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Sodom and Gomorrah by Marcel Proust. New York. 2004. Viking Press. Newly Translated from the French by John Sturrock. 557 pages. October 2004. hardcover. Jacket photograph by Ra;ph Gibson. 0670033480.

 

FROM THE PUBLISHER -

 

   Like its predecessors, this wonderful new translation is certain to be hailed as a literary event, bringing us a more rich, comic, and lucid Proust than American readers have previously been able to enjoy. In this fourth volume, Proust’s novel takes up for the first time the theme of homosexual love and examines how destructive sexual jealousy can be for those who suffer it. Sodom and Gomorrah is also an unforgiving analysis of both the decadent high society of Paris and the rise of a philistine bourgeoisie that will inevitably supplant it.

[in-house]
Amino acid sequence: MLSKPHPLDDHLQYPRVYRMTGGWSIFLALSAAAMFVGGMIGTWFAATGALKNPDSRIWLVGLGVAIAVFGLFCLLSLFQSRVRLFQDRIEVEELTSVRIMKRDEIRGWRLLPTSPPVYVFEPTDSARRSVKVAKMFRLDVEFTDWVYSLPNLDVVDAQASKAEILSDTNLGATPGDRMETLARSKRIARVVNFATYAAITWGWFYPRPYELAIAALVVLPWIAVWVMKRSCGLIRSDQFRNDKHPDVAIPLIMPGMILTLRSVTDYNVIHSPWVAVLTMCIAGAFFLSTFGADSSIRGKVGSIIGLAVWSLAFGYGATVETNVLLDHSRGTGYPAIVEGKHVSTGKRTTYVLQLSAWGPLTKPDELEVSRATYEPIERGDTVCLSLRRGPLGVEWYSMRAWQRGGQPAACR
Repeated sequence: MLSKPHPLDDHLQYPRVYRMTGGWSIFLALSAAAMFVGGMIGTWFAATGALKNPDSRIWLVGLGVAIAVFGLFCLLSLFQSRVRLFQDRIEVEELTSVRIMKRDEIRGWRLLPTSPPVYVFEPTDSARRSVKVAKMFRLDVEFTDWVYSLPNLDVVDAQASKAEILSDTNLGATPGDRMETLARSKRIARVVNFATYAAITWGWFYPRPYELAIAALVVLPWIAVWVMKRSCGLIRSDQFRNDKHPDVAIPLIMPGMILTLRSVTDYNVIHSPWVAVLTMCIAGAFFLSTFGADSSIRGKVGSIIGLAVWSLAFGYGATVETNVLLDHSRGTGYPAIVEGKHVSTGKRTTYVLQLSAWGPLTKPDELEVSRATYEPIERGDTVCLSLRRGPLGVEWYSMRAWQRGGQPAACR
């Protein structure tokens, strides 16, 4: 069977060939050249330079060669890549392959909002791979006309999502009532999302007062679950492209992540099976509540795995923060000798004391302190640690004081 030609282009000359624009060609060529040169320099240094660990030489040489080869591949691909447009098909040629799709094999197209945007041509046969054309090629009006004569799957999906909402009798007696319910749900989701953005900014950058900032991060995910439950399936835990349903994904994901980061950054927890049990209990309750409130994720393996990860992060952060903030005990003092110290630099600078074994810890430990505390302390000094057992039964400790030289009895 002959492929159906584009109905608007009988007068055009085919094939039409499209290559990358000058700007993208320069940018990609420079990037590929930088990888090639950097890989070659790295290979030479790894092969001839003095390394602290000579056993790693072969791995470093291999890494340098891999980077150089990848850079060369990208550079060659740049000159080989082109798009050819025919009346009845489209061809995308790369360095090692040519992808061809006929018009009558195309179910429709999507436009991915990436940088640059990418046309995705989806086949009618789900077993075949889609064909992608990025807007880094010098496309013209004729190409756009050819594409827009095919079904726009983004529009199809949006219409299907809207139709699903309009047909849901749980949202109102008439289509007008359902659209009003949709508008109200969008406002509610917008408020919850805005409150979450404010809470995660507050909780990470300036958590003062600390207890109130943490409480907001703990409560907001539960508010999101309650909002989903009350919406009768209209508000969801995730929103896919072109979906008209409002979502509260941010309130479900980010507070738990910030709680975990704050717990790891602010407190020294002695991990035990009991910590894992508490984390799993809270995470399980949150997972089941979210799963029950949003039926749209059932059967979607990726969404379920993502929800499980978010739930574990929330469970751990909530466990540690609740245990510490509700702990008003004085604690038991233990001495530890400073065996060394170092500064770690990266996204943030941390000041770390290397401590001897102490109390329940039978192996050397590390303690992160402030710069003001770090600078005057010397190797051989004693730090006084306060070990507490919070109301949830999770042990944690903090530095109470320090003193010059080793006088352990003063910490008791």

MARCEL PROUST was born in Auteuil in 1871. In his twenties, following a year in the army, he became a conspicuous society figure, frequenting the most fashionable Paris salons of the day. After 1899, however, his chronic asthma, the death of his parents, and his growing disillusionment with humanity caused him to lead an increasingly retired life. From 1907 on, he rarely emerged from a cork-lined room in his apartment on boulevard Haussmann. There he insulated himself against the distractions of city life and the effects of trees and flowers-though he loved them, they brought on his attacks of asthma. He slept by day and worked by night, writing letters and devoting himself to the completion of In Search of Lost Time. He died in 1922.

 

 

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